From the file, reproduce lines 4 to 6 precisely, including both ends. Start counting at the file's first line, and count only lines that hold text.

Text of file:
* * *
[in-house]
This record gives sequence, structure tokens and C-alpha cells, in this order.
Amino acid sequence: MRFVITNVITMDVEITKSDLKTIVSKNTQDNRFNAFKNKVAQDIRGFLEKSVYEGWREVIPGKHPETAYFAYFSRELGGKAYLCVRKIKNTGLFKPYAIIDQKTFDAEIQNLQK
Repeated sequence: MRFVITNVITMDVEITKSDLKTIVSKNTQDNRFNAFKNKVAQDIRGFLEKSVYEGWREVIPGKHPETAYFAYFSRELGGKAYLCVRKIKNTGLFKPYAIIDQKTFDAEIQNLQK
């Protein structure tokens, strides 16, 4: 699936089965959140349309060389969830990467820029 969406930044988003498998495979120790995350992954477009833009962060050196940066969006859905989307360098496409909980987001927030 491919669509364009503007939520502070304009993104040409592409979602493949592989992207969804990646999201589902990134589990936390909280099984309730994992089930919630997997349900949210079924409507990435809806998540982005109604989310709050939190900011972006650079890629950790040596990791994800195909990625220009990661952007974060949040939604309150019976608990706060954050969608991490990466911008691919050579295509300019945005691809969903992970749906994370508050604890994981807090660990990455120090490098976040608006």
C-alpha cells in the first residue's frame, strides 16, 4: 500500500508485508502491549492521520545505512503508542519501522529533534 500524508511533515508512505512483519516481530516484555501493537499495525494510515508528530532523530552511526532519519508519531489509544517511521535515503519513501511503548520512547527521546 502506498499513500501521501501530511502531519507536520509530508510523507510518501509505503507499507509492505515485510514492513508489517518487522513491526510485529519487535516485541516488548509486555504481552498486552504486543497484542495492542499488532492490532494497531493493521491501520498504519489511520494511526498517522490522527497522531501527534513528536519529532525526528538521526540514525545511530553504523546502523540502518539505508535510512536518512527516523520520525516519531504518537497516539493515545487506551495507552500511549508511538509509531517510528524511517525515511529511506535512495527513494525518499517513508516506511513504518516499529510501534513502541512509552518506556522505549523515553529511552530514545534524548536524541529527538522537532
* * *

Repeated sequence: MRFVITNVITMDVEITKSDLKTIVSKNTQDNRFNAFKNKVAQDIRGFLEKSVYEGWREVIPGKHPETAYFAYFSRELGGKAYLCVRKIKNTGLFKPYAIIDQKTFDAEIQNLQK
């Protein structure tokens, strides 16, 4: 699936089965959140349309060389969830990467820029 969406930044988003498998495979120790995350992954477009833009962060050196940066969006859905989307360098496409909980987001927030 491919669509364009503007939520502070304009993104040409592409979602493949592989992207969804990646999201589902990134589990936390909280099984309730994992089930919630997997349900949210079924409507990435809806998540982005109604989310709050939190900011972006650079890629950790040596990791994800195909990625220009990661952007974060949040939604309150019976608990706060954050969608991490990466911008691919050579295509300019945005691809969903992970749906994370508050604890994981807090660990990455120090490098976040608006």
C-alpha cells in the first residue's frame, strides 16, 4: 500500500508485508502491549492521520545505512503508542519501522529533534 500524508511533515508512505512483519516481530516484555501493537499495525494510515508528530532523530552511526532519519508519531489509544517511521535515503519513501511503548520512547527521546 502506498499513500501521501501530511502531519507536520509530508510523507510518501509505503507499507509492505515485510514492513508489517518487522513491526510485529519487535516485541516488548509486555504481552498486552504486543497484542495492542499488532492490532494497531493493521491501520498504519489511520494511526498517522490522527497522531501527534513528536519529532525526528538521526540514525545511530553504523546502523540502518539505508535510512536518512527516523520520525516519531504518537497516539493515545487506551495507552500511549508511538509509531517510528524511517525515511529511506535512495527513494525518499517513508516506511513504518516499529510501534513502541512509552518506556522505549523515553529511552530514545534524548536524541529527538522537532